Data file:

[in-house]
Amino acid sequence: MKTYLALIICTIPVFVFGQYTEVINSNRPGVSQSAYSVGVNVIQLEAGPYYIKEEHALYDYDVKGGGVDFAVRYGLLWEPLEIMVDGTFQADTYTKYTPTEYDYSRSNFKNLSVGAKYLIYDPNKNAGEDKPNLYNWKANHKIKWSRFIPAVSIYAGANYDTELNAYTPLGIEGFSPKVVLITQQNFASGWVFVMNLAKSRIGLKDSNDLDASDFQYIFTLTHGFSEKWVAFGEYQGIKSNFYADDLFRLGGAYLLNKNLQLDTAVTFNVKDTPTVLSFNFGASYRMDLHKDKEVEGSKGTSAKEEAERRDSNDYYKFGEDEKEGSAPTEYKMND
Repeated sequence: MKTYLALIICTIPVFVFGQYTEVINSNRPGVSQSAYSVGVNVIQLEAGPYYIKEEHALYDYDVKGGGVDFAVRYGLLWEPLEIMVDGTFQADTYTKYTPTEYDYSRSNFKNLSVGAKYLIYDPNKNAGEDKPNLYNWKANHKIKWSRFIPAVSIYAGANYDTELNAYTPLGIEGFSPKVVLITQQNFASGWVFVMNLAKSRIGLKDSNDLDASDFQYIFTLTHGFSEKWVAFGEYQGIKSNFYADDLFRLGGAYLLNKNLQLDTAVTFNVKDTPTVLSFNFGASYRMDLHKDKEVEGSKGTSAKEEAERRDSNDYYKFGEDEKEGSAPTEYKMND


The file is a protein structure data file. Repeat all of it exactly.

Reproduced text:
[in-house]
Amino acid sequence: MKTYLALIICTIPVFVFGQYTEVINSNRPGVSQSAYSVGVNVIQLEAGPYYIKEEHALYDYDVKGGGVDFAVRYGLLWEPLEIMVDGTFQADTYTKYTPTEYDYSRSNFKNLSVGAKYLIYDPNKNAGEDKPNLYNWKANHKIKWSRFIPAVSIYAGANYDTELNAYTPLGIEGFSPKVVLITQQNFASGWVFVMNLAKSRIGLKDSNDLDASDFQYIFTLTHGFSEKWVAFGEYQGIKSNFYADDLFRLGGAYLLNKNLQLDTAVTFNVKDTPTVLSFNFGASYRMDLHKDKEVEGSKGTSAKEEAERRDSNDYYKFGEDEKEGSAPTEYKMND
Repeated sequence: MKTYLALIICTIPVFVFGQYTEVINSNRPGVSQSAYSVGVNVIQLEAGPYYIKEEHALYDYDVKGGGVDFAVRYGLLWEPLEIMVDGTFQADTYTKYTPTEYDYSRSNFKNLSVGAKYLIYDPNKNAGEDKPNLYNWKANHKIKWSRFIPAVSIYAGANYDTELNAYTPLGIEGFSPKVVLITQQNFASGWVFVMNLAKSRIGLKDSNDLDASDFQYIFTLTHGFSEKWVAFGEYQGIKSNFYADDLFRLGGAYLLNKNLQLDTAVTFNVKDTPTVLSFNFGASYRMDLHKDKEVEGSKGTSAKEEAERRDSNDYYKFGEDEKEGSAPTEYKMND